Preparing youths for the future
The Lagos State Government is promotingcooperation and business relationships in vocational training and continuing education to boost entrepreneurship and job creation, writes DANIEL ESSIET.
HIGH quality vocational education and training enjoy a high degree of esteem worldwide.
In Lagos State, there are hundreds of providers of initial and continuing vocational training, offering state-of-the-art technologies and high-class craftsmanship.
They are supporting the state government in the fight against skills shortage.The range of their services include craft trades, commercial and technical training provision.
There are also international firms, chambers and industry federations and associations.
Speaking in Lagos, the Commissioner for Wealth Creation and Employment, Mrs. Yetunde Arobieke, said there were various plans and schemes dedicated to achieving scalable skilling with quality and higher productivity.
She said the state had the potential to bounce back after the coronavirus (COVID-19) pandemic. However, she added that it would not happen unless skills were developed on a large scale, such that it outweighs challenges.
Mrs. Arobieke said skills were the new currency and there was a need to address industries’ struggle for job-ready youths by helping them to develop the technical and professional skills needed for competitive jobs.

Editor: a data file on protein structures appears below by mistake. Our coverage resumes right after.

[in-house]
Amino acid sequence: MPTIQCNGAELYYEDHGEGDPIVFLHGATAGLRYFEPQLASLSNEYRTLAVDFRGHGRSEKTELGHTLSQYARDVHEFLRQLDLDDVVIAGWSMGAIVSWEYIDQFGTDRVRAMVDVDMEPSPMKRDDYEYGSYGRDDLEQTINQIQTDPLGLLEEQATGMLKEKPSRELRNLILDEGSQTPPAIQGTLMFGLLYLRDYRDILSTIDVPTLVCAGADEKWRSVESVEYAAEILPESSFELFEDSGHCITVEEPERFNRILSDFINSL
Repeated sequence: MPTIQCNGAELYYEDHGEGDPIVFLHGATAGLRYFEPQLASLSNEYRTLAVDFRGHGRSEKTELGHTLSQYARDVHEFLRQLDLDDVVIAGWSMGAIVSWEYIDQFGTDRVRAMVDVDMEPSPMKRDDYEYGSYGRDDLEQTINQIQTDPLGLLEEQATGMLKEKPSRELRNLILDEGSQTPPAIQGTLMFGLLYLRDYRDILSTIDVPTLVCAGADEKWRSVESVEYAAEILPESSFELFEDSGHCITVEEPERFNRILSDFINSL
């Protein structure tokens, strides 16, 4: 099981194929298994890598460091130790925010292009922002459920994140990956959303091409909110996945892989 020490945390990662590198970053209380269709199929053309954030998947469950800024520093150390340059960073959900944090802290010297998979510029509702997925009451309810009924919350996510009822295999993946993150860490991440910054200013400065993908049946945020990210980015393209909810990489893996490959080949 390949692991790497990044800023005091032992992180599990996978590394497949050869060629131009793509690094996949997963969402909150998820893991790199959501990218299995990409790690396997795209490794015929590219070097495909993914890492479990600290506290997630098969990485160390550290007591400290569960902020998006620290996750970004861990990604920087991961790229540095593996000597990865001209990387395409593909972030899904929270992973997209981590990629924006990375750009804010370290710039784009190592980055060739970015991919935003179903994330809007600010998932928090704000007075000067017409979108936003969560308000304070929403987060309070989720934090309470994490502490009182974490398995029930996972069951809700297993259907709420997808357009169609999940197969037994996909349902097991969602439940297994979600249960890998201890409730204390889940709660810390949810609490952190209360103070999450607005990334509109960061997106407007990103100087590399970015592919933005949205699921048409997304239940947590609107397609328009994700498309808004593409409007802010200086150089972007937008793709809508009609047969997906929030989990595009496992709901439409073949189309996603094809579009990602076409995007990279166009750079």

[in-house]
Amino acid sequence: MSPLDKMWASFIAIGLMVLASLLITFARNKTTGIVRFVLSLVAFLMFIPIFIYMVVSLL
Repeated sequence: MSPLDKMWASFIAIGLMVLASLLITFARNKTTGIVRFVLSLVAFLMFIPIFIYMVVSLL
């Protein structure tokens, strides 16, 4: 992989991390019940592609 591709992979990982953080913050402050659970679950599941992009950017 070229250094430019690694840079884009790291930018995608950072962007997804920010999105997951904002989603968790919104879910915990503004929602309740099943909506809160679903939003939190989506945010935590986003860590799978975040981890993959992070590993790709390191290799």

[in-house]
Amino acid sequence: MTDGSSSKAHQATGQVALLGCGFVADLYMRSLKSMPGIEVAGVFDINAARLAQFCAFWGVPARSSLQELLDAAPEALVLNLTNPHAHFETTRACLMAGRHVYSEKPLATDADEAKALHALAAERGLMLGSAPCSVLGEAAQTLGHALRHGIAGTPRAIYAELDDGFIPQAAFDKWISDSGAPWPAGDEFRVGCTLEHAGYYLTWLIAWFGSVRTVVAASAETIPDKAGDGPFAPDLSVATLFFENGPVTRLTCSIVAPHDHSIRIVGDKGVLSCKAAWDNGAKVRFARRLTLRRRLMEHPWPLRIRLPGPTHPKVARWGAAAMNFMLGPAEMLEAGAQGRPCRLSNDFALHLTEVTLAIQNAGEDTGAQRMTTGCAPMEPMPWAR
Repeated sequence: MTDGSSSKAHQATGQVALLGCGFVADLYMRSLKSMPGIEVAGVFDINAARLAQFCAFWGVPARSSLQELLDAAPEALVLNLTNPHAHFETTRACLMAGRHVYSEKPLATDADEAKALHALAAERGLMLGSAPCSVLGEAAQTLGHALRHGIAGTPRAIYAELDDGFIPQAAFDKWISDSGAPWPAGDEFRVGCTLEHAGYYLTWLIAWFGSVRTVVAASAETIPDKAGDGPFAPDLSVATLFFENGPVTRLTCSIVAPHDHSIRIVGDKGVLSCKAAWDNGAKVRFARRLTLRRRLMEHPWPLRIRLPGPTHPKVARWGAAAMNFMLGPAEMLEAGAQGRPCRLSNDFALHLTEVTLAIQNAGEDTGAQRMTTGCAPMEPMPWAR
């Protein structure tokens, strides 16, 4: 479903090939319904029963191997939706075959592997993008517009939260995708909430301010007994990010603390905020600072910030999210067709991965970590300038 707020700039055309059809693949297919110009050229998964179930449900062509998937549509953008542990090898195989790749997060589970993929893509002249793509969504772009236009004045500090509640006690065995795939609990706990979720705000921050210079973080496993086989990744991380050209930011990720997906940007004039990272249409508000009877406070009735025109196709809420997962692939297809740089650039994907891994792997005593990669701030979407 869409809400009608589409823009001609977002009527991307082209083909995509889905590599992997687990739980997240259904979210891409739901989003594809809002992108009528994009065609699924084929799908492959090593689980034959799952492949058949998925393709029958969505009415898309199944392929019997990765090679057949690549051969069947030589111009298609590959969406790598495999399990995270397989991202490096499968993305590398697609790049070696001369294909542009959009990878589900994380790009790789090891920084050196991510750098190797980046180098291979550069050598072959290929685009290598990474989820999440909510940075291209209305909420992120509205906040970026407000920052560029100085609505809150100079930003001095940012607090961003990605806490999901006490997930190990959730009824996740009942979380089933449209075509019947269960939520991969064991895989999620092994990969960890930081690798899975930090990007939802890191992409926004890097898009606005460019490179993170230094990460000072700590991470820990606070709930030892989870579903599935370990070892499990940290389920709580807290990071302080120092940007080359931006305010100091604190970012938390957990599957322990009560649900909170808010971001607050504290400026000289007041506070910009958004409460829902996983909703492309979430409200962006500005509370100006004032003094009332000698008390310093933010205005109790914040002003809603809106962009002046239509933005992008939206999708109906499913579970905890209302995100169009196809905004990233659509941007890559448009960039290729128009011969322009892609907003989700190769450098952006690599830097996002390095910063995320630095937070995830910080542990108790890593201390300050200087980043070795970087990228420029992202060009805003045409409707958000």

She said various stakeholders sought to cooperate with the government to prepare young Nigerians for life.
She added that the government was introducing programmes aimed at skilling the youth in this technological age and holding them to match their capabilities with the needs of the industry.
To provide employment and entrepreneurship opportunities for Lagos residents, Mrs. Arobieke said the Lagos State Employment Trust Fund (LSETF) had signed a Memorandum of Understanding (MoU) with the United States African Development Fund (USADF) to support 15,000 youths. Through the MoU, both parties will provide $2 million yearly for five years to provide skill development and internship for youths.
According to her, each trainee will also be eligible for an internship of up to six months, with the expectation that this results in a sustainable job opportunity and helps trainees transit into entrepreneurs, if they so desire.
She noted that the current situation pointed to a need for more robust ecosystems to support small businesses and their production, jobs and livelihoods and societal welfare.
To this end, the government is establishing industrial hubs that target clusters in leather, wood and fish preservation with the intention to promote production of finished good.
Mrs. Arobieke said the government was taking actions to fuel the transformation of small and medium-sized enterprises (SMEs) toward digitalisation.
She stressed that the state economy had unimaginable opportunities for small businesses.
In realisation of this, she said the ministry and LSETF had rolled out programmes to cushion the effects of the COVID-19 pandemic on enterprises, employment and income, stimulate the economy and protect and create jobs.
She noted: “LSETF loan beneficiaries can apply for a moratorium on their loan repayments. For the avoidance of doubt, only performing loan beneficiaries with past due obligations of not more than 60 days can apply.”
The measure will enable the concerned SMEs to access financial resources to enhance their operations, she added.
Preparing youths for the future